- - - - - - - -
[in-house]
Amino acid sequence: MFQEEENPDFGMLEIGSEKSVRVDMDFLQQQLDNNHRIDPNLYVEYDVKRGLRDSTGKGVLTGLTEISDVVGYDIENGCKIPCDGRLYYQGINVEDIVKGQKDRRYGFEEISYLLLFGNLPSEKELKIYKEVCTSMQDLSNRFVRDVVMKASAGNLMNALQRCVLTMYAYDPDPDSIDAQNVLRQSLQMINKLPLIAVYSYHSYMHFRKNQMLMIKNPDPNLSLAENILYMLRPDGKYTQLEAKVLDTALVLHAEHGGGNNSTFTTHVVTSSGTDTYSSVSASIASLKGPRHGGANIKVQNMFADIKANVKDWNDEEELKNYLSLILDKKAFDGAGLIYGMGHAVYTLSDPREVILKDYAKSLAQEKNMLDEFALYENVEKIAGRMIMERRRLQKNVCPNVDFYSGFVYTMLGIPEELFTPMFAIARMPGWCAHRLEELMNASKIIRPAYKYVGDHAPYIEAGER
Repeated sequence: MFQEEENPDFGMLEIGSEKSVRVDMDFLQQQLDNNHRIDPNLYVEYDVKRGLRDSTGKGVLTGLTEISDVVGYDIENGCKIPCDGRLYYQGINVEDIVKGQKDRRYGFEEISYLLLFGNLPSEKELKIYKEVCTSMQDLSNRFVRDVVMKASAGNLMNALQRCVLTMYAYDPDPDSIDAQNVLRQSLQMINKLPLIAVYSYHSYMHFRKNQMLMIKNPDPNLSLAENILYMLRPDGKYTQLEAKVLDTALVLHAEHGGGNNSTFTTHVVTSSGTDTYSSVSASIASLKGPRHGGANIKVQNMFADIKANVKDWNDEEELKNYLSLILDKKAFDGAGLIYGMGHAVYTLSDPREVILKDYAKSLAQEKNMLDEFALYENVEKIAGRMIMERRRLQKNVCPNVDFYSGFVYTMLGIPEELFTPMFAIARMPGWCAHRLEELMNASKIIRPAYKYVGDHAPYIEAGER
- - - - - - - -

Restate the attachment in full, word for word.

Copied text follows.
[in-house]
Amino acid sequence: MFQEEENPDFGMLEIGSEKSVRVDMDFLQQQLDNNHRIDPNLYVEYDVKRGLRDSTGKGVLTGLTEISDVVGYDIENGCKIPCDGRLYYQGINVEDIVKGQKDRRYGFEEISYLLLFGNLPSEKELKIYKEVCTSMQDLSNRFVRDVVMKASAGNLMNALQRCVLTMYAYDPDPDSIDAQNVLRQSLQMINKLPLIAVYSYHSYMHFRKNQMLMIKNPDPNLSLAENILYMLRPDGKYTQLEAKVLDTALVLHAEHGGGNNSTFTTHVVTSSGTDTYSSVSASIASLKGPRHGGANIKVQNMFADIKANVKDWNDEEELKNYLSLILDKKAFDGAGLIYGMGHAVYTLSDPREVILKDYAKSLAQEKNMLDEFALYENVEKIAGRMIMERRRLQKNVCPNVDFYSGFVYTMLGIPEELFTPMFAIARMPGWCAHRLEELMNASKIIRPAYKYVGDHAPYIEAGER
Repeated sequence: MFQEEENPDFGMLEIGSEKSVRVDMDFLQQQLDNNHRIDPNLYVEYDVKRGLRDSTGKGVLTGLTEISDVVGYDIENGCKIPCDGRLYYQGINVEDIVKGQKDRRYGFEEISYLLLFGNLPSEKELKIYKEVCTSMQDLSNRFVRDVVMKASAGNLMNALQRCVLTMYAYDPDPDSIDAQNVLRQSLQMINKLPLIAVYSYHSYMHFRKNQMLMIKNPDPNLSLAENILYMLRPDGKYTQLEAKVLDTALVLHAEHGGGNNSTFTTHVVTSSGTDTYSSVSASIASLKGPRHGGANIKVQNMFADIKANVKDWNDEEELKNYLSLILDKKAFDGAGLIYGMGHAVYTLSDPREVILKDYAKSLAQEKNMLDEFALYENVEKIAGRMIMERRRLQKNVCPNVDFYSGFVYTMLGIPEELFTPMFAIARMPGWCAHRLEELMNASKIIRPAYKYVGDHAPYIEAGER